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Access to the article is free, however registration and sign-in are required. There are few more awesome sights in the animal world than the seasonal mass migrations of the monarch butterfly, Danaus plexippus, from the northern United States and southern Canada to its overwintering grounds in central Mexico. As with other insect orientations, the monarch uses the position of the Sun to calculate where it should be going. However, as the Sun moves across the sky during the day, the monarch must continuously adjust its calculations, which it does by using its 24-hour circadian clock. So where is this time-compensated clock located? Merlin et al. reveal that it's in the antennae.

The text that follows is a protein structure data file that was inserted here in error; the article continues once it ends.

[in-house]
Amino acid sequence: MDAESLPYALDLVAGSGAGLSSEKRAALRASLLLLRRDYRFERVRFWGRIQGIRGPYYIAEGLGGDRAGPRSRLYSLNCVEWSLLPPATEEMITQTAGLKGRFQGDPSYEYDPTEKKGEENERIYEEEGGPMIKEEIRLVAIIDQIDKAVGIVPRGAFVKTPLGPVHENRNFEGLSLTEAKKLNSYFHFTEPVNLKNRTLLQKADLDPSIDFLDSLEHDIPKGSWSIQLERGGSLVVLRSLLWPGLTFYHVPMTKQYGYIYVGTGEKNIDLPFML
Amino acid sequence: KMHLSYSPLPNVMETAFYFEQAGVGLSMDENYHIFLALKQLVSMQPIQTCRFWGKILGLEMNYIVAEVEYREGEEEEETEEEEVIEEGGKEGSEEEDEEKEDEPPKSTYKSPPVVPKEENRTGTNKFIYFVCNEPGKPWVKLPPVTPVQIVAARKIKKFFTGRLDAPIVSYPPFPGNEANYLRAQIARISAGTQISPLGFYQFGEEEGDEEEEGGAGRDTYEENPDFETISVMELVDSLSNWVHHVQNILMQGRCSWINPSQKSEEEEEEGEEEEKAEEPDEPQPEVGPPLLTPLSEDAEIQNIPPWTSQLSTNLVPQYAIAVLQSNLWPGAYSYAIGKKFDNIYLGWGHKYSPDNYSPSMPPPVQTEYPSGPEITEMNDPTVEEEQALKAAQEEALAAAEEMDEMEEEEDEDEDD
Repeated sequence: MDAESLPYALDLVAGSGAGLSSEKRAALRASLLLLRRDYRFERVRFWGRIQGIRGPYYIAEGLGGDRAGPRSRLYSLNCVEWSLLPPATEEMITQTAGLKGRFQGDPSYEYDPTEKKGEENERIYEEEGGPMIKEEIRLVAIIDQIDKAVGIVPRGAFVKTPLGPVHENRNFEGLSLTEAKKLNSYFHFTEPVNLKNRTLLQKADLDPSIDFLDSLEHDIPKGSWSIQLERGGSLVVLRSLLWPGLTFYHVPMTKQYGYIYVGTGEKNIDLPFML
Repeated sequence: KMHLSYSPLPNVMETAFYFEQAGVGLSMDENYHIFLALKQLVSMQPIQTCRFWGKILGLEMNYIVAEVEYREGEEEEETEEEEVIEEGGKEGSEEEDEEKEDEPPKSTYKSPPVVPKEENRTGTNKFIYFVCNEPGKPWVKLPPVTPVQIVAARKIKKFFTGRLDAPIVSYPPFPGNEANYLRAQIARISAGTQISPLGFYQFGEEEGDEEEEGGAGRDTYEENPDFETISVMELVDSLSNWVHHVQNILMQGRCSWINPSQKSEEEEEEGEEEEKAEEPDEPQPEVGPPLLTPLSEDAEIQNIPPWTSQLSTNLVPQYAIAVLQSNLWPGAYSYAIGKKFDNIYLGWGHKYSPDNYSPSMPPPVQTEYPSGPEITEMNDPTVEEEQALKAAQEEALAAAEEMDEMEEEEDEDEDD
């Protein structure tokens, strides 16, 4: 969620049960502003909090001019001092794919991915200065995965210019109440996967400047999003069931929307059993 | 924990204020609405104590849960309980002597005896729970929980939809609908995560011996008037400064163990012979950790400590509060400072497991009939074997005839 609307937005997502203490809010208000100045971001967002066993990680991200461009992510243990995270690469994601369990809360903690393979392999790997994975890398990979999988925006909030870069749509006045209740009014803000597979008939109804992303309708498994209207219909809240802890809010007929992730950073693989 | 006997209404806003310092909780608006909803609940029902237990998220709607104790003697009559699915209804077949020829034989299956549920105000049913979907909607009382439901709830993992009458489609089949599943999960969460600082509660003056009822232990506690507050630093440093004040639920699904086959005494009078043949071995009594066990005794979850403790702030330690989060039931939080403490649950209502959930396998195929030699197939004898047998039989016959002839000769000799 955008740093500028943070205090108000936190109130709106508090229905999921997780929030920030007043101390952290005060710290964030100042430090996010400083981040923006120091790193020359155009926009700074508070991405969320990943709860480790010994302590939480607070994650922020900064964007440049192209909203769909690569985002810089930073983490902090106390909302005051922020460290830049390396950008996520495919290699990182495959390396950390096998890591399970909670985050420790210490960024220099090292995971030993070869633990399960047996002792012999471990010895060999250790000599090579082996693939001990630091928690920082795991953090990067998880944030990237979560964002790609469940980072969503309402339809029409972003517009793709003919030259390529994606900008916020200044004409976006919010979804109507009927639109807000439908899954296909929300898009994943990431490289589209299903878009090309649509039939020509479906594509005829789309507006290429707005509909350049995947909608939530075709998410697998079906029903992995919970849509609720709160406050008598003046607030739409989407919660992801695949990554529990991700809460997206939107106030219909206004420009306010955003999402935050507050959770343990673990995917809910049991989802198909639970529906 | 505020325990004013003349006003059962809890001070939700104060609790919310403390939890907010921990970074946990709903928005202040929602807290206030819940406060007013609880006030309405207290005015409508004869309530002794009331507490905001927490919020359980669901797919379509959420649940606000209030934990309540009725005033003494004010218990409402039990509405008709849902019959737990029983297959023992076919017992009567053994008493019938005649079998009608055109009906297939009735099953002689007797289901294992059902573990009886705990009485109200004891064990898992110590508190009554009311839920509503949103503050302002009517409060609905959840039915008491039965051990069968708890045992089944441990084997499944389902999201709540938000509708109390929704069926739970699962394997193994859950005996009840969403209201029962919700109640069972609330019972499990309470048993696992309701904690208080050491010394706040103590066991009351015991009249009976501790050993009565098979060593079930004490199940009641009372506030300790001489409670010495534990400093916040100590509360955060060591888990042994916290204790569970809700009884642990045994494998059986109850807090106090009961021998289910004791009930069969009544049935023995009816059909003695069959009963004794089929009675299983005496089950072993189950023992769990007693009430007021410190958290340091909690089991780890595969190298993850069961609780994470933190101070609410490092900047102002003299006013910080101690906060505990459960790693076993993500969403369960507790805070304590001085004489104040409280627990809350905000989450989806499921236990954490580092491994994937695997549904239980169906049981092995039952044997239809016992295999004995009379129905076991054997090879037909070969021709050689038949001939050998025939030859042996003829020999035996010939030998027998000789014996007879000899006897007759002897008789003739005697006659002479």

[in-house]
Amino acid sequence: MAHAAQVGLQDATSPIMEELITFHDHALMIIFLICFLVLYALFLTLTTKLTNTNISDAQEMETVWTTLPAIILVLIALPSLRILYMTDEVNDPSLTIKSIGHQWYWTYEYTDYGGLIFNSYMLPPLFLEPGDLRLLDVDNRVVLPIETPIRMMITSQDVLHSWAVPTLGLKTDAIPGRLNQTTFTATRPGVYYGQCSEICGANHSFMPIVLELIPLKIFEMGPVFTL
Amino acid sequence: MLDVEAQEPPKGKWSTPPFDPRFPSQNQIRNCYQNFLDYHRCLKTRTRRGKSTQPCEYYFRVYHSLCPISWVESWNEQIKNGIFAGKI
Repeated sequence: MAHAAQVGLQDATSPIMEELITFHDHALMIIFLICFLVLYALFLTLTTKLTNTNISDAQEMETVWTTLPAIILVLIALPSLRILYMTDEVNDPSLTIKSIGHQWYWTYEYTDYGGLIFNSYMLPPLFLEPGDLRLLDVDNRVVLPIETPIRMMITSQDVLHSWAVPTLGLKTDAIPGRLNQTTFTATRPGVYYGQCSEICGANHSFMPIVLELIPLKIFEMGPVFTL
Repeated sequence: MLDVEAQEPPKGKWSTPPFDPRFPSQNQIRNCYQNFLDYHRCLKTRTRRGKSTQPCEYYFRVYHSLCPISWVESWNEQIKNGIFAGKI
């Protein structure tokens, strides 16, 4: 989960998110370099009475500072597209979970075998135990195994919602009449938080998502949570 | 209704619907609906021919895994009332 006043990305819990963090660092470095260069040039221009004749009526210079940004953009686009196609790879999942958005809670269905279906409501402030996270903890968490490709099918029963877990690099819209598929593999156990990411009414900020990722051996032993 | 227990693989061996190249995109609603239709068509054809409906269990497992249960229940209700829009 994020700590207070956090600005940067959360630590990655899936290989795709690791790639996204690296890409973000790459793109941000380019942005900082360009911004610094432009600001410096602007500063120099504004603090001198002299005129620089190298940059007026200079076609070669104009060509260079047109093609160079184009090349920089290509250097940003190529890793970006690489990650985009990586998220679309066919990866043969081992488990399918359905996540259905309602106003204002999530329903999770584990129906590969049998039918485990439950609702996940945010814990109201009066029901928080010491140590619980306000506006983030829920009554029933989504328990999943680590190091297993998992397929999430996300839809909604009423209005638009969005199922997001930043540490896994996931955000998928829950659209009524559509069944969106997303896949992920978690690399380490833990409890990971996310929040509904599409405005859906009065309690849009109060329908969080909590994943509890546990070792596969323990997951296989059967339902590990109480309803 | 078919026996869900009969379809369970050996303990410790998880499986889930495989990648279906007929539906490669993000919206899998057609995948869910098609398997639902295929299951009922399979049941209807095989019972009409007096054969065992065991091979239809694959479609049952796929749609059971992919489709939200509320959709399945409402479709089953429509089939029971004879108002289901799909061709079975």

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      Keywords:

      NSDL,circadian clock,sun compass,NSDL_SetSpec_BEN,antennae,antennal clock,monarch butterfly,migration,oai:nsdl.org:2200/20110722022533759T,light-dark cycle,Life Science

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      English

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